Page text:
Croatia - a Piece of European Humanism
Adelina Marini, September 18, 2015
The first collision of Croatia with the Western Balkans refugee flow on September 16 showed the total opposite of the EU face refugees saw in neighbouring Hungary. While at the closed Hungarian-Serbian border tension was growing between the hundreds of blocked refugees and police, the first arrivals at the Serbian-Croat border Šid-Tovarnik were greeted warmly and in a civilised manner. At the background of footage of tear gas being used by Hungarian police, barricaded behind a solid wire fence, there was a photo that gained popularity in social media and the TV exchange of a Croatian policeman holding a refugee’s baby. Croatia became part of the refugees’ route after earlier this week Hungary started enforcing new, stricter measures of border control, including arrests and en masse returns of refugees into Serbia.
Croatia has been preparing for this scenario for a long time. Regardless, reality very quickly outran preliminary forecasts. Croatian authorities expected around 500 people the first day, but as of Thursday morning they were already almost six thousand. With the first incoming refugees came the first positive signals from politicians, media, and citizens. In the Sabor (Croatian Parliament) Prime Minister Zoran Milanović, who has long expressed favourable attitude on the subject, sent a clear signal to society and the refugees: “We are ready to accept these people, to reroute them if you like, regardless of faith, nationality, skin colour, to whichever country they wish to go to. These people are here, they want to work, to create. They do not want to come to Croatia, they don’t want in Hungary either. They can pass through Croatia. We are thinking about security, but let us not forget we are human. The policy of Budapest is dangerous and cruel. Barbed wire in the 21st century is not an answer, but a threat”, he said during the regular PM questions.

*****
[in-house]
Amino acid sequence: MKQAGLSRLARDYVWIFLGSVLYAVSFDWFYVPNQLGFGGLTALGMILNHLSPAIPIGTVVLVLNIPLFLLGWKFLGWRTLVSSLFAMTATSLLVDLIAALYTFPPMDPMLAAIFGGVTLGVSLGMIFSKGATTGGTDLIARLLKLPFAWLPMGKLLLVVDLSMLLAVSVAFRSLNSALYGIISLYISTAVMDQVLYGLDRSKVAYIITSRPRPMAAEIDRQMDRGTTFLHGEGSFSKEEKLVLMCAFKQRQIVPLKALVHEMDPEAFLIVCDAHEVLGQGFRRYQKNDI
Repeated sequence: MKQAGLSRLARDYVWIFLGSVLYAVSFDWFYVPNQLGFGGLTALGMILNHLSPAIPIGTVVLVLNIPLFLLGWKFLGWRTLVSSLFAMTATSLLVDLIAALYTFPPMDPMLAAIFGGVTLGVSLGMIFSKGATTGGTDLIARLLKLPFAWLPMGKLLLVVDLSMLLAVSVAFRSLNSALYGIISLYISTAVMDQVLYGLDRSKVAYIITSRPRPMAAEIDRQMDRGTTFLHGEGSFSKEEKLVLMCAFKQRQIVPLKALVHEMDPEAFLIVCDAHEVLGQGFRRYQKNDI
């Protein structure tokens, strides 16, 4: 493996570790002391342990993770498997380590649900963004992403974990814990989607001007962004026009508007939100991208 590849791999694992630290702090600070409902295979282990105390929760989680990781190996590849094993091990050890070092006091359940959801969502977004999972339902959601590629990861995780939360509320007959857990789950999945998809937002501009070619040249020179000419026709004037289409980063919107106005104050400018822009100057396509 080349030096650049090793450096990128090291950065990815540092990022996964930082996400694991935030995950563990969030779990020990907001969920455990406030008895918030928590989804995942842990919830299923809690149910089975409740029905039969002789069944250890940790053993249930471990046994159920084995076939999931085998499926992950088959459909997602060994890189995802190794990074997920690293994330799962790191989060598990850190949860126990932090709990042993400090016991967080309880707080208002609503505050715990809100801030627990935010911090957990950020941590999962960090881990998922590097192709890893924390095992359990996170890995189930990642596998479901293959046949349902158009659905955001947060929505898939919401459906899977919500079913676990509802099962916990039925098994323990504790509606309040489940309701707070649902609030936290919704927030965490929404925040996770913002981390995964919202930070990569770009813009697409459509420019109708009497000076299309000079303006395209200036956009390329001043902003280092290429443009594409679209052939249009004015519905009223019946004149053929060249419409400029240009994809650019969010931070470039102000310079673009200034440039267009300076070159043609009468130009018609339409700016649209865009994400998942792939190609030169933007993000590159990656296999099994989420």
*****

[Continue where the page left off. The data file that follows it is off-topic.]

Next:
The previous evening in the TV programme “Open” of Croatian national television Deputy PM and Minister of Internal Affairs Ranko Ostojić also demonstrated humanity and understanding towards refugees. Moreover, he linked this directly to Europeanism: “I do not accept the idea that multiculturalism may not succeed, for this will mean that Croatia refuses to be part of Europe”. Answering the questions why Germany first opened the door and then reinstated strict border control Mr Ostojić explained that it is for a very simple reason. After the decision to welcome refugees freely thousands of people gathered at the border with Austria, whose processing requires time. He refused to “fall” for the provocations of some Serbian media that implied that Serbia was deliberately pointing the refugee flow towards Croatia. He asked that facts and only facts be discussed and stated that every sentence should be well considered.
During Wednesday, while media were counting the incoming refugees, journalists and analysers kept reminding the history of the 20th century when at several occasions Croatia (then part of Yugoslavia) accepted refugees – from WWII, from the Hungarian and Prague Spring, from the wars accompanying the disintegration of former Yugoslavia. They all put accent on the Hungarians, tens of thousands of whom were given asylum in Croatia and all over Yugoslavia, regardless of the fact that right at this moment the former federation was in a process of warming-up relations with Moscow. Some columnists ended with the words: “And this is how they repay for it.” Many reminded something else that was often mentioned in Croatian public domain over the past weeks. It was exactly during the Yugoslav wars that Croatia, with its population of four and a half million, sheltered close to a million refugees.